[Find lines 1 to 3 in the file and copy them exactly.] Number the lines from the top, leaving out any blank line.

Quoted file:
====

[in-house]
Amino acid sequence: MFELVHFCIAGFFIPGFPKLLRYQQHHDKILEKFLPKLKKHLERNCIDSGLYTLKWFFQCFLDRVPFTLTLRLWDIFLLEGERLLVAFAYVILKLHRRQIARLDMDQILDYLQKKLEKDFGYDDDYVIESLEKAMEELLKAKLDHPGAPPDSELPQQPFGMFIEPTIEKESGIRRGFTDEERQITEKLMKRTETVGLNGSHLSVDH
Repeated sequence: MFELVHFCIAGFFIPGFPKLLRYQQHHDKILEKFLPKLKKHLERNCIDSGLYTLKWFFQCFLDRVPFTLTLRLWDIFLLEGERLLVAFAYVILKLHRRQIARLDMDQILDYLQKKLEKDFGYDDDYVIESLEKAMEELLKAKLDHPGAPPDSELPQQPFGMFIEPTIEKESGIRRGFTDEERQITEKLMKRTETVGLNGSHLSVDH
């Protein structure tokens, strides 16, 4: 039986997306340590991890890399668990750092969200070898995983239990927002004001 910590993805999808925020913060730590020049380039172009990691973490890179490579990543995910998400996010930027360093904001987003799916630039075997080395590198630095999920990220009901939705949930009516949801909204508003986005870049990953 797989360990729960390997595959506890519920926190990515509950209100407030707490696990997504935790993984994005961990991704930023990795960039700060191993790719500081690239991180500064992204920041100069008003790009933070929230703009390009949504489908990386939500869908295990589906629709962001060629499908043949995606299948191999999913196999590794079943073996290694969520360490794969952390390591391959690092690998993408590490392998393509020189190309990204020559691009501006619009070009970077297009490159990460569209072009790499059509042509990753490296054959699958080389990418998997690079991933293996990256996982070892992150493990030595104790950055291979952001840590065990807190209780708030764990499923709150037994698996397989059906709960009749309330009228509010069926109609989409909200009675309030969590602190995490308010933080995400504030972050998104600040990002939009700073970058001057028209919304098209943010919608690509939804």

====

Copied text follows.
[in-house]
Amino acid sequence: MFELVHFCIAGFFIPGFPKLLRYQQHHDKILEKFLPKLKKHLERNCIDSGLYTLKWFFQCFLDRVPFTLTLRLWDIFLLEGERLLVAFAYVILKLHRRQIARLDMDQILDYLQKKLEKDFGYDDDYVIESLEKAMEELLKAKLDHPGAPPDSELPQQPFGMFIEPTIEKESGIRRGFTDEERQITEKLMKRTETVGLNGSHLSVDH
Repeated sequence: MFELVHFCIAGFFIPGFPKLLRYQQHHDKILEKFLPKLKKHLERNCIDSGLYTLKWFFQCFLDRVPFTLTLRLWDIFLLEGERLLVAFAYVILKLHRRQIARLDMDQILDYLQKKLEKDFGYDDDYVIESLEKAMEELLKAKLDHPGAPPDSELPQQPFGMFIEPTIEKESGIRRGFTDEERQITEKLMKRTETVGLNGSHLSVDH